I don't write much here about my family, except for my husband and my kid. I like this blog to mainly be about stupid stuff. Things to hopefully make you laugh and probably to make you think I'm super weird. *cough* the frozen grapes post *cough* I like it that way. I don't like being all serious about shit. But lately I've been feeling pretty down in the dumps and serious faced.
But I've been thinking a lot about my Grandma this month. She loved Christmas. Every year when I was a kid, we would go to her house to celebrate. When I was little, I loved it. I had cousins to play with and presents to open and Hy-Vee brand grape soda to drink. When I was a teenager, I dreaded it. Because I was an asshole, just like every other teenager. I wanted to stay home and have sex with my boyfriend in the rumpus room. I did not want to hang out with all my old relatives and my stupid cousins that I had nothing in common with and drink stupid off-brand soda.
I wasted too many years with that attitude. Because now my Grandma is gone and I would do anything to get another Christmas with her. Granted, I lost the attitude long before she passed away and I had a very close relationship with her. In fact, I was probably closer to her than any of her other grandchildren (In your face, Mitchell).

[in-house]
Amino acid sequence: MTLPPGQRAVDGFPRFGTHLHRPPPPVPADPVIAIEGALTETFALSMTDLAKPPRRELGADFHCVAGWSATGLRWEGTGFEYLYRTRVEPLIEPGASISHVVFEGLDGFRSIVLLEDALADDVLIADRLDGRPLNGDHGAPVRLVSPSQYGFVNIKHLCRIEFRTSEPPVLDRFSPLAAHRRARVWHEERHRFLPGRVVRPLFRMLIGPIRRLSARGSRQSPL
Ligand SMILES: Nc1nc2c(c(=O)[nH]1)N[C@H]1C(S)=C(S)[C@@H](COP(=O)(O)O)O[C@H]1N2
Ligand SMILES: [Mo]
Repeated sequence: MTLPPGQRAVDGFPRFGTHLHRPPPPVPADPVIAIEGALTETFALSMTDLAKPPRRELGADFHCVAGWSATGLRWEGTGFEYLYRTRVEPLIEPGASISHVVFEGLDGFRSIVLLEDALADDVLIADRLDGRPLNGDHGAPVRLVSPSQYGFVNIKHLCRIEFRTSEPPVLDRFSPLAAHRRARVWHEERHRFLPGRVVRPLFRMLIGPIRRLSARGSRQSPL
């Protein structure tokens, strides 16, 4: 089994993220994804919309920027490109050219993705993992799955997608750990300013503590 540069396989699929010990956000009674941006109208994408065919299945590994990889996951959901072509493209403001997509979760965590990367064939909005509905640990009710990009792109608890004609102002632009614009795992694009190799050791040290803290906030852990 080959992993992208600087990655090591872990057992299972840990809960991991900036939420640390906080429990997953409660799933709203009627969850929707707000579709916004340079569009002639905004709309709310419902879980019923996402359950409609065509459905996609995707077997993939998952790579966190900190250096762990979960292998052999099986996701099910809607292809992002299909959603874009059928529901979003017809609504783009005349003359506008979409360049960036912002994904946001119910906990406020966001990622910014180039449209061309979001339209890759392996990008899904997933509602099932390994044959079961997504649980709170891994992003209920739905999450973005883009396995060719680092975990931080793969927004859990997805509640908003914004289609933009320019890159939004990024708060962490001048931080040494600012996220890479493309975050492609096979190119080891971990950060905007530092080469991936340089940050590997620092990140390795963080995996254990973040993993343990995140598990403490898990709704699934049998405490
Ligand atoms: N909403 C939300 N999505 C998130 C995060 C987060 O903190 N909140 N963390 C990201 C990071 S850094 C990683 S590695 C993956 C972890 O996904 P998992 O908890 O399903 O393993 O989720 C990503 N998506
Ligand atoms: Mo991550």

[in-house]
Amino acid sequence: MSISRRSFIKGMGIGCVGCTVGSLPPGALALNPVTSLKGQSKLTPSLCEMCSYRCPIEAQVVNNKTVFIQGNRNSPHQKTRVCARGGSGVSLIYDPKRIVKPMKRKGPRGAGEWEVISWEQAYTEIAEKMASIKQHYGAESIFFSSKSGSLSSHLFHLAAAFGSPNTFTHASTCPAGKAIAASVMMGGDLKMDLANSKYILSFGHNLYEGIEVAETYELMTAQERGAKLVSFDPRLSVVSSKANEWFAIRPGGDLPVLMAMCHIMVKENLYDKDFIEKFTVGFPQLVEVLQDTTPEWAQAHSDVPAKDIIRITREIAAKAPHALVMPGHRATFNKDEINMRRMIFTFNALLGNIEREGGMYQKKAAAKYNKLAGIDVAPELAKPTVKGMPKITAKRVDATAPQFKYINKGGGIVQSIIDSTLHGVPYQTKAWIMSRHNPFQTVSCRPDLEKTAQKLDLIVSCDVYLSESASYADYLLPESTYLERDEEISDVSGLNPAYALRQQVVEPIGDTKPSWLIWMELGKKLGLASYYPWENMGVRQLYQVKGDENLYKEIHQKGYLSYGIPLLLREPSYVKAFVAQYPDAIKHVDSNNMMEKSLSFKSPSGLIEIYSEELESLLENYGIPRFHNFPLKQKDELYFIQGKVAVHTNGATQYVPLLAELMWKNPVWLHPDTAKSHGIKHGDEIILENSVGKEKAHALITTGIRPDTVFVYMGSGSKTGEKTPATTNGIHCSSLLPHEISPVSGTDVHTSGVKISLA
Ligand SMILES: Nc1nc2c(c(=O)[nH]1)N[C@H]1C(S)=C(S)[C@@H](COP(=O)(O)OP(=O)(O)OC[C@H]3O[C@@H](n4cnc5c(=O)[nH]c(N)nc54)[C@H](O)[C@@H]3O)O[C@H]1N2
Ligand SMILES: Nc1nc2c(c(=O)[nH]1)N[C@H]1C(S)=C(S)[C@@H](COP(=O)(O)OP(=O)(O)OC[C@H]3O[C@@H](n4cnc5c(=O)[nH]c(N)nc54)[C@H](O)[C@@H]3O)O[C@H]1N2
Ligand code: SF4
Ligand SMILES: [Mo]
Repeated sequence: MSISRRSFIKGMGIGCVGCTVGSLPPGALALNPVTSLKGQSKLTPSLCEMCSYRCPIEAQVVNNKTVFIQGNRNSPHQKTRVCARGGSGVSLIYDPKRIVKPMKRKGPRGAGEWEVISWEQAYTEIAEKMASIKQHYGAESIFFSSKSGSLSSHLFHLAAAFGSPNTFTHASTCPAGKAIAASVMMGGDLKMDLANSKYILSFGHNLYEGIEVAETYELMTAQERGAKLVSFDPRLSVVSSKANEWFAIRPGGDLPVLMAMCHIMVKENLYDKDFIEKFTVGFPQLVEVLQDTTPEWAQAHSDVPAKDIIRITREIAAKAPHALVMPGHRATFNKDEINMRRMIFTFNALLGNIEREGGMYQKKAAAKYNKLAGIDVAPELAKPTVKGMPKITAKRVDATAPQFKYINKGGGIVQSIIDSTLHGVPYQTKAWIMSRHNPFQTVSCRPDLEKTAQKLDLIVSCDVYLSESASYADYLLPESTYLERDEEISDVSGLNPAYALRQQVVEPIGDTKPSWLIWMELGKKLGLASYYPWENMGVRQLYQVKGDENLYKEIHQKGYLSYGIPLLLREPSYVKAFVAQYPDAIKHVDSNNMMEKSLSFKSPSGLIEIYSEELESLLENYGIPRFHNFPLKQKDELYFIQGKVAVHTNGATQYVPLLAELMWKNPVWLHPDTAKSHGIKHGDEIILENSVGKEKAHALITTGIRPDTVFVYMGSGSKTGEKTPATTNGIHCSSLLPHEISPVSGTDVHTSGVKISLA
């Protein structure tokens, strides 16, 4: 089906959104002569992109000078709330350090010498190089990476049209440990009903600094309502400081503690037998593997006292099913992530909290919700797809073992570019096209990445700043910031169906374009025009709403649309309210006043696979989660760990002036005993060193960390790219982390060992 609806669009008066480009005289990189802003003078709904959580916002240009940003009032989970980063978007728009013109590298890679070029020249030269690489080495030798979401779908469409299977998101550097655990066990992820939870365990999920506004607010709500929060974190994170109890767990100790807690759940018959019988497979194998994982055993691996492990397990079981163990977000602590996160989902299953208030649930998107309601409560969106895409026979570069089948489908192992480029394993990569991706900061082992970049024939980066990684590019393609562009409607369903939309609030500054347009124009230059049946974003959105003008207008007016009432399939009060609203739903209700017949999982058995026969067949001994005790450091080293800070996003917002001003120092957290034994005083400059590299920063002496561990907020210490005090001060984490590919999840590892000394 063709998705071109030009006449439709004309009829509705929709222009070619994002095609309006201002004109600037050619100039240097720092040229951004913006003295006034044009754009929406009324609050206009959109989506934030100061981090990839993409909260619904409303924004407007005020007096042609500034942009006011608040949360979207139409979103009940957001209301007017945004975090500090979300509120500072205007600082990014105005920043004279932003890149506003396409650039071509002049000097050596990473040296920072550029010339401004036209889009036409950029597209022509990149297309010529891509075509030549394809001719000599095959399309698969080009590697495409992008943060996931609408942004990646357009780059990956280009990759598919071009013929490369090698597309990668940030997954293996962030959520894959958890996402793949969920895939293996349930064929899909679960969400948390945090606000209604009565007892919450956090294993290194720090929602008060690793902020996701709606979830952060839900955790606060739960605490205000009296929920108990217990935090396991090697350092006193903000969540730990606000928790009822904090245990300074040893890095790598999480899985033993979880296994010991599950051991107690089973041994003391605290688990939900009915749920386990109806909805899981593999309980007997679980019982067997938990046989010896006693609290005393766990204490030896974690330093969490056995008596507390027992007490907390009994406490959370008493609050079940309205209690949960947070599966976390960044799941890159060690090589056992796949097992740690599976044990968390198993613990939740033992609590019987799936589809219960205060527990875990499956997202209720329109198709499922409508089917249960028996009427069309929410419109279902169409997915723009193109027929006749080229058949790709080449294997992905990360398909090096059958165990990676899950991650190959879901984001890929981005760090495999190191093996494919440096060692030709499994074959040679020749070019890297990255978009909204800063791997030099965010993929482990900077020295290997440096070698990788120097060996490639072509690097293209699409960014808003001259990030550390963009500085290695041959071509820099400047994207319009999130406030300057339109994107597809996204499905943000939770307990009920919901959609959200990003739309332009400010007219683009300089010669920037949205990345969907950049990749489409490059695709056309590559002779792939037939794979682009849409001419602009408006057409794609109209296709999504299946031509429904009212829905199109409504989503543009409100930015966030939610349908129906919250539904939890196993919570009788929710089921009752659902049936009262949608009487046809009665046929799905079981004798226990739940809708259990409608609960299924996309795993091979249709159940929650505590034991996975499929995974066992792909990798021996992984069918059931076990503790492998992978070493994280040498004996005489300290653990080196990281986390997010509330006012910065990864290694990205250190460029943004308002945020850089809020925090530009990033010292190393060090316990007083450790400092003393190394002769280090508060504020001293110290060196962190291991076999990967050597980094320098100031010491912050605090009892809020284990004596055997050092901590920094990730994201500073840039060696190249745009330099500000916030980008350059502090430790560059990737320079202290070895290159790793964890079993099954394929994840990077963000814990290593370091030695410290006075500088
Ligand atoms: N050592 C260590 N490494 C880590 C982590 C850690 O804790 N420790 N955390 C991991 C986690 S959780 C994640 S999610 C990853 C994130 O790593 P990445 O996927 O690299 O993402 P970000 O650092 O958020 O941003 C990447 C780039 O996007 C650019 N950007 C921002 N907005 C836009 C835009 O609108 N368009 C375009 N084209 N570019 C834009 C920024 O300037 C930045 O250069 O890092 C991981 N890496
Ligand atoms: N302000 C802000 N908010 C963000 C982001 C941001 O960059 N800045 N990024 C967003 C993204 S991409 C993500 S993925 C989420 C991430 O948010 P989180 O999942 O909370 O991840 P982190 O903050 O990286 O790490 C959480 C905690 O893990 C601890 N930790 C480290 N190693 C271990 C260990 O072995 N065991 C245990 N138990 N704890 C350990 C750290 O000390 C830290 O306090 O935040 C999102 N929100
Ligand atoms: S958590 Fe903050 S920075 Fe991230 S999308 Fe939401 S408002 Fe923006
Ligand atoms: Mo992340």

But it still hurts when I pull out her recipe for Christmas cookies, or remember how she always sent me a Christmas card with $20 in it and signed it "Love you, honey". I miss her so much.
My Grandma had breast cancer. Twice. The first time, she beat it into remission with sheer willpower and faith in God. She had a mastectomy and then had radiation. She called her radiation treatments her "zingers". She would tell me not to worry because if it was her time, she was ready. She had an amazing attitude.
And then a couple years later, the cancer came back. But this time she was older and other problems with her aging body made it more difficult for her to fight. But she did fight. She fought for her husband, my Grandpa, who was terrified to be without her. She fought for her sons, who cried like little boys when they had to put her back in the hospital.
But in the end, breast cancer was just too much for a 92 year old woman to fight. And even though I was grateful for her long, beautiful life and her precious spirit and the gift of faith she gave all of us, I was angry. Angry that she had to spend so many years fighting a disease that ravaged her body. Her cancer was not a tragedy in the way that it is for the young men and women who have lost their own fights with the disease. She was able to see her children, her grandchildren and even some great-grandchildren grow up. But she did suffer. And that is reason enough for me to hope for a cure.
So Merry Christmas to my Grandma, who I absolutely know is an angel up there somewhere. And here's to less "zingers" and more birthdays for everyone.
This post is sponsored by American Cancer Society.
A Lifetime Sentence
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